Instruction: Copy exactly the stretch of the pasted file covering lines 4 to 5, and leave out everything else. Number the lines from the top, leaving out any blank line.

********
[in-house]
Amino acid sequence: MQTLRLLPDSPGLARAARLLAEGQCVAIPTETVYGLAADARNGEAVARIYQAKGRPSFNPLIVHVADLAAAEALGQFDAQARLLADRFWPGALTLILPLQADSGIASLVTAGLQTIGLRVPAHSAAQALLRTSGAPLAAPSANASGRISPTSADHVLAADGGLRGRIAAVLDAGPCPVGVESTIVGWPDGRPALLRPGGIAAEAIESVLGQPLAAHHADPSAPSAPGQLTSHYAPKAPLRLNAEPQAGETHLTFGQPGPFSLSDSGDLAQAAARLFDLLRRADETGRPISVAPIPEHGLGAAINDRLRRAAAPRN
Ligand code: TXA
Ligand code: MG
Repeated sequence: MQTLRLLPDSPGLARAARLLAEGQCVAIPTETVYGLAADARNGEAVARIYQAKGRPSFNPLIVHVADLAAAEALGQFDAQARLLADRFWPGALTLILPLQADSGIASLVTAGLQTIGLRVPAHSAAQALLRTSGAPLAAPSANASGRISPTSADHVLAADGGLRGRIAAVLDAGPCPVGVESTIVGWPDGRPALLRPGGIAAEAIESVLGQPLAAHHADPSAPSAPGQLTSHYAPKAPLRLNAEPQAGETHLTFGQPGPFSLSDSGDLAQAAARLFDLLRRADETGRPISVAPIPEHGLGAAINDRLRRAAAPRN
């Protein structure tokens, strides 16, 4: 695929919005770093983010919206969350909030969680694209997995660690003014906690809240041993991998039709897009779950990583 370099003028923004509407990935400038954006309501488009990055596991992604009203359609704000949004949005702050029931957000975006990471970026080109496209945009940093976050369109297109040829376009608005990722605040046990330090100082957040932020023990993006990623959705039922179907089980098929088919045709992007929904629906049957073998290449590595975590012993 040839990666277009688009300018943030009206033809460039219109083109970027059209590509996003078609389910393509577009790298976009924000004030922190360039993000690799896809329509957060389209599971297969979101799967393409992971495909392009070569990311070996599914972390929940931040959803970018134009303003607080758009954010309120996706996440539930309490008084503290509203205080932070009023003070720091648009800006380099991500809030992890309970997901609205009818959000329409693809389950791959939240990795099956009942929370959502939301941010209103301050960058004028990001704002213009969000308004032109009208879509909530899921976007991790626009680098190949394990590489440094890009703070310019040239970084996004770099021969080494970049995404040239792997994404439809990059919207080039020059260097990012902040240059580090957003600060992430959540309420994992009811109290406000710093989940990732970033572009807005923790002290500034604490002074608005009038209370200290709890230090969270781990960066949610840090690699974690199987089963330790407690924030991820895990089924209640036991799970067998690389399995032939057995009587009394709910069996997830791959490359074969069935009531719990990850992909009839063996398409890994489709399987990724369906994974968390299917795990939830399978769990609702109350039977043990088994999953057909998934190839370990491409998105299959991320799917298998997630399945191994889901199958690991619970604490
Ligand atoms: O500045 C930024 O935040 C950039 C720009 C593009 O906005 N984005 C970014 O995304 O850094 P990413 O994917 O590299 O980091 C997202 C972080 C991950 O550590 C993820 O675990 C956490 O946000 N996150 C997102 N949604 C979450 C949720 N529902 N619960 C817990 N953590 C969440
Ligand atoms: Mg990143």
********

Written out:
Ligand code: MG
Repeated sequence: MQTLRLLPDSPGLARAARLLAEGQCVAIPTETVYGLAADARNGEAVARIYQAKGRPSFNPLIVHVADLAAAEALGQFDAQARLLADRFWPGALTLILPLQADSGIASLVTAGLQTIGLRVPAHSAAQALLRTSGAPLAAPSANASGRISPTSADHVLAADGGLRGRIAAVLDAGPCPVGVESTIVGWPDGRPALLRPGGIAAEAIESVLGQPLAAHHADPSAPSAPGQLTSHYAPKAPLRLNAEPQAGETHLTFGQPGPFSLSDSGDLAQAAARLFDLLRRADETGRPISVAPIPEHGLGAAINDRLRRAAAPRN